Photo of the Week: the “Where have you been?” Edition



Hi, gang.

It’s been a minute.

It’s been a hell of a spring on the homestead. I started a new business which is eating me alive. I have people that actually rely on me to make their businesses work. Can I describe how terrifying that is, as a concept? My bees died in the last cold snap, about six weeks ago, and the bee box now sits silent and empty. My incipient trip to Brazil was canceled, smothered in the cradle by lack of funds (see starting a new business, above). And in a rank miscarriage of justice, the county code inspector came and gave us a citation for having chickens, and we had to give them away. No more fresh eggs, but more importantly no self-important chickies amusing me as they strut and fluster through the garden, scratching and pouncing.

It’s enough to make a girl tired.

But! things are looking up. The wintry spring we’ve been having has finally turned into a gentle early summer, with lots of rain for the garden, which I got in by fits and starts in April. My tomatoes are growing like weeds. My boyfriend got me a library card, so I can stop draining my bank account at Amazon. And best of all, I found a beekeeper who will sell me new bees (it’s late in the season, hence the difficulty) so I will have a functioning beehive once again. Oh, and Delta gave me my frequent flyer miles back. For a small fee.

I was sitting with one of my clients for the new business the other day, and showing him the list of tasks I had assigned myself to do weekly for him. “I won’t get to everything every week” I said, “but if we use this as a guideline, then we continue to lurch forward. It’s all about progress.”

And this morning I thought, while I was searching for a theme to this post, if that’s not a metaphor for life, I don’t know what is. Whether you are reinventing yourself, or writing a novel, or planting a garden, or raising a child, or, I don’t know, carving the Mona Lisa out of yak butter, it’s all about progress. Keep on keepin’ on, as they say. And somehow, in fits and starts, you make progress. Stumble some, run some, but stretch towards the light.


Photo of the Week

glowing louvre




This picture is a little soft and fuzzy, due to ill-advised hand-holding, but then it’s Monday and we probably ALL feel a little soft and fuzzy. I worked most of the weekend at my desk so I could use a little soft fuzziness right now.

Focus issues aside, I love the way the ceiling fixtures open up and draw you into the hallway. This is from a night tour of the Louvre (they are open until ten on Thursdays) and so all of the daylight that normally floods these halls is missing, leaving only the shadowy, gas-fixture light to illuminate the galleries. I like to think this is what it looked like in the past, with ladies in satin dresses drifting down the halls toward string music in the Apollo Room.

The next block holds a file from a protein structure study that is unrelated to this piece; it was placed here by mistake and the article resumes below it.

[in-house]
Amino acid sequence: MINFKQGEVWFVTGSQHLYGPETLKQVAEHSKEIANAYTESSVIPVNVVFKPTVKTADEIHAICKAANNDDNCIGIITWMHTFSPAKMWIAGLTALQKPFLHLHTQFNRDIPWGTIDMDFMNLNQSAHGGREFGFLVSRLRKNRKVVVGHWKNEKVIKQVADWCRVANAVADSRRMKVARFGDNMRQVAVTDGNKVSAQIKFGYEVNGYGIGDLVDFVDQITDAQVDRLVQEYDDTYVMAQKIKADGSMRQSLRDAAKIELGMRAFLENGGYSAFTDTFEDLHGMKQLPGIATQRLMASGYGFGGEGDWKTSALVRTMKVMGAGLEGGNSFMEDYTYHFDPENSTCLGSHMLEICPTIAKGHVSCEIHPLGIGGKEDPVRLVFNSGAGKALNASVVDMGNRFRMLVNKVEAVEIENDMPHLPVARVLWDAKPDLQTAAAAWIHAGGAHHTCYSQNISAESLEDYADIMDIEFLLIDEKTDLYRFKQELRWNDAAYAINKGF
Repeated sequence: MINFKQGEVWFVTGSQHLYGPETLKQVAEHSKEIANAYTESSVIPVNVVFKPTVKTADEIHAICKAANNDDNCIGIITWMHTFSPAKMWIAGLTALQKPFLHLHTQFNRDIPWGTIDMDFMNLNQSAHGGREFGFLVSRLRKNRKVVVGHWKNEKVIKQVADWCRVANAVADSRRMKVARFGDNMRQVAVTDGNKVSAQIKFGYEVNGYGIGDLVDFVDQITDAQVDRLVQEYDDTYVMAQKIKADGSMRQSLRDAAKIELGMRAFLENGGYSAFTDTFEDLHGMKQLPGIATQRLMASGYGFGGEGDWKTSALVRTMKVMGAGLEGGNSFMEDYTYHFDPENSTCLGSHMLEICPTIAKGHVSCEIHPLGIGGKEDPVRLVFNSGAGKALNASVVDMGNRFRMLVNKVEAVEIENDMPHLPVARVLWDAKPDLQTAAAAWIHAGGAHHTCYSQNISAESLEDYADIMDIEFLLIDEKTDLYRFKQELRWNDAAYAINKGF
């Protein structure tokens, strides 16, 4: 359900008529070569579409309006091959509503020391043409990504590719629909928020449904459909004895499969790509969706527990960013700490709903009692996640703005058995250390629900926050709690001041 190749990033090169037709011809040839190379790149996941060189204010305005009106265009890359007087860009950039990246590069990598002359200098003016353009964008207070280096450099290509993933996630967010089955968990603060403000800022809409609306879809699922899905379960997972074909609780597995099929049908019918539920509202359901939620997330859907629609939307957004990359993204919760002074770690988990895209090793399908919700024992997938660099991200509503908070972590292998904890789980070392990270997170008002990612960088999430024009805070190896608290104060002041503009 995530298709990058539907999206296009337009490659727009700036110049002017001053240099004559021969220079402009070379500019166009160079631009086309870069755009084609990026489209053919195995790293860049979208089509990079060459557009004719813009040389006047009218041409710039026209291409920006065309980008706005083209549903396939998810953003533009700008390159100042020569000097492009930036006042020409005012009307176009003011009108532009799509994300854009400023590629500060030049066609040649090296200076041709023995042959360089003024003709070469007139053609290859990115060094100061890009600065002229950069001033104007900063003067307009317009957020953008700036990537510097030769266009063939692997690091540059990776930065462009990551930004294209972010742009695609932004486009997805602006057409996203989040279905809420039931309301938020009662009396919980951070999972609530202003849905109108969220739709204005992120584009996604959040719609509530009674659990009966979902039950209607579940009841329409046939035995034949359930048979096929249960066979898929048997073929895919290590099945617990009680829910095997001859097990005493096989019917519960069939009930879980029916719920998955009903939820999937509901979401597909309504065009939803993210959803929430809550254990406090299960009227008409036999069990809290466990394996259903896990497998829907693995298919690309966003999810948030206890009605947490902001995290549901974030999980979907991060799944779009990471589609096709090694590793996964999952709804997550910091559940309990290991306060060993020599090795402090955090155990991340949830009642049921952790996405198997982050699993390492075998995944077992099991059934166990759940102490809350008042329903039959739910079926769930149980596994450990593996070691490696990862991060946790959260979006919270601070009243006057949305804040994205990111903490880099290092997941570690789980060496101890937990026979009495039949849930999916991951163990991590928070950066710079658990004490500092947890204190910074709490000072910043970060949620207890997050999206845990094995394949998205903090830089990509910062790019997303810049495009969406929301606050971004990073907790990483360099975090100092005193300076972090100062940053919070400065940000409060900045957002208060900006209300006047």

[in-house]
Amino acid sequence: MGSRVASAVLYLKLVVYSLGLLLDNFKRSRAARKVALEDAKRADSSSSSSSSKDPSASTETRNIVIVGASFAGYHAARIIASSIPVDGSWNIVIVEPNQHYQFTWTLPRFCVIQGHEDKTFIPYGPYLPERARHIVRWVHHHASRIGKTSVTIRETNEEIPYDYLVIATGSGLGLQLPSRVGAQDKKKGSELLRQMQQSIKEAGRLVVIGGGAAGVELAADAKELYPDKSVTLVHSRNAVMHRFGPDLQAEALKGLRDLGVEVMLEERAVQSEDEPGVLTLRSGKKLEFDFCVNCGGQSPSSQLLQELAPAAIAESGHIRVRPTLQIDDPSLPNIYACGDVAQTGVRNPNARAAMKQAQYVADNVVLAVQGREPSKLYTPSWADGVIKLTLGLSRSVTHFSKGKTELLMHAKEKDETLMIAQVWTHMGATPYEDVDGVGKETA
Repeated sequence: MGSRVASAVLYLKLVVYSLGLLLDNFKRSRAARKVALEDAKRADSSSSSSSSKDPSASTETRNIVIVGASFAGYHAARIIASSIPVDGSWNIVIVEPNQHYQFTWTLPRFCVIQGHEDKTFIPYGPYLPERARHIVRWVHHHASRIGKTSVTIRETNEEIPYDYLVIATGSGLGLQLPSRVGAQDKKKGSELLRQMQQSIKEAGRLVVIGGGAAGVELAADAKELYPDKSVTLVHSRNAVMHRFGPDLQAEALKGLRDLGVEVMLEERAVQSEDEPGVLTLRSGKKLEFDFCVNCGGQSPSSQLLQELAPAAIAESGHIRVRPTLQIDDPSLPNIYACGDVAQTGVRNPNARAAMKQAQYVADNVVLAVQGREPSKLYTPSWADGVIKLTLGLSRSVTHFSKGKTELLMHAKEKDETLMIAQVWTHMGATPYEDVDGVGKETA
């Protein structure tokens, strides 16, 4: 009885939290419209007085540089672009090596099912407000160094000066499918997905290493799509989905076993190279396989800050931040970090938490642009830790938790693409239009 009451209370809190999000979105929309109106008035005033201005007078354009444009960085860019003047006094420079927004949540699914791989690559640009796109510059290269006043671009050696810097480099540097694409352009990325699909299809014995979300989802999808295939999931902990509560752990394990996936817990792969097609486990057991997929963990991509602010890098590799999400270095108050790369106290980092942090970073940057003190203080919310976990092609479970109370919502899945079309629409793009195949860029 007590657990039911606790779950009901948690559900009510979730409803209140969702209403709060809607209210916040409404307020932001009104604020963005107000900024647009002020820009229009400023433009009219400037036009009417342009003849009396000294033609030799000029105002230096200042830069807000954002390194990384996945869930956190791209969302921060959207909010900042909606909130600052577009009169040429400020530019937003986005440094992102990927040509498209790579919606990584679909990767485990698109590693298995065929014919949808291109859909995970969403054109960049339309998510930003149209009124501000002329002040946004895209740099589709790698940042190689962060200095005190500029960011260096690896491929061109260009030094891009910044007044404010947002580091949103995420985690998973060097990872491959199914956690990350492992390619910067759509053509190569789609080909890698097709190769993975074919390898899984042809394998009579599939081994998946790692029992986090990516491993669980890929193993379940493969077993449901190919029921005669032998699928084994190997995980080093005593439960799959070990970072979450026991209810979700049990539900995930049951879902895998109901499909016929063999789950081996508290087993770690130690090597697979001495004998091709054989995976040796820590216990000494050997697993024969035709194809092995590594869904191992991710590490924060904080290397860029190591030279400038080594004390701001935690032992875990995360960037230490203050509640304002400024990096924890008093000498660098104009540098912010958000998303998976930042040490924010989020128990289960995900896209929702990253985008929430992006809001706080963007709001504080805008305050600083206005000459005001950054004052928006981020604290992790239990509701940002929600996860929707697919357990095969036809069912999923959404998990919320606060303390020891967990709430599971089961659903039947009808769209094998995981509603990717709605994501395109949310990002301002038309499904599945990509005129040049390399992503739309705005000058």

Flattering light is key, even if it’s only in your imagination…

Book Review: “The Happiness Project”



There’s some irony to me writing this review today, since I woke up on the wrong side of the bed this morning and am being an impossible grouch. Then again, just thinking about this book makes me happier (at least a little) and if it can do it today, imagine what it would do on a day I’m not grumpy.

Seriously, here’s my advice to you – go out and get this book. Buy it, borrow it, check it out of the library, whatever you need to do – get it and read it. It’s one of the best, most practical books I have read in a long time. Gretchen Rubin writes of realizing one day that she had a great, fortunate life, and felt the need to appreciate it more, enjoy herself and her family more, and just be more aware of how lucky she (and all of us, really) was. She set out to make a series of simple, non-earth-shaking changes, and in the process improves her life and that of everyone around her – no drama, no damage, no running off to Indonesia and living with a medicine man. It’s the polar opposite of books like “Eat, Pray, Love” that imply the only way to improve your life is to burn it down and start over – not just thinking outside the box but trampling on it and throwing it’s mangled remains in the trash. (In the interest of full disclosure, I hate those sort of books, and I spent most of “Eat, Pray, Love” wanting to slap Elizabeth Gilbert in the mouth.)

Rubin breaks down her “Happiness Goals” into twelve sections, one for each month, taking inspiration from Benjamin Franklin’s “List of Virtues”, where he worked on one virtue a week for twelve weeks – and then goes from there. Vitality, Relationships, Work – I identified with all of them (well, except for the parenting one – no kids, just the cat) and found several useful pointers in each chapter.

Even today, when I am at my curmudgeonly best, I can dredge up her advice and nudge myself into a better, if not Pollyanna-ish, state. Yes, I woke up at 6.30 am on Sunday because I have so much work to do (and am breaking one of my personal rules, to not work on Sunday). Yes, the winery event I wanted to go to was rained out. Yes, my boyfriend changed his oil in the carport and now there’s  ^*&%^% oil everywhere that I am going to have to mop up. Yes, the store was out of red snapper.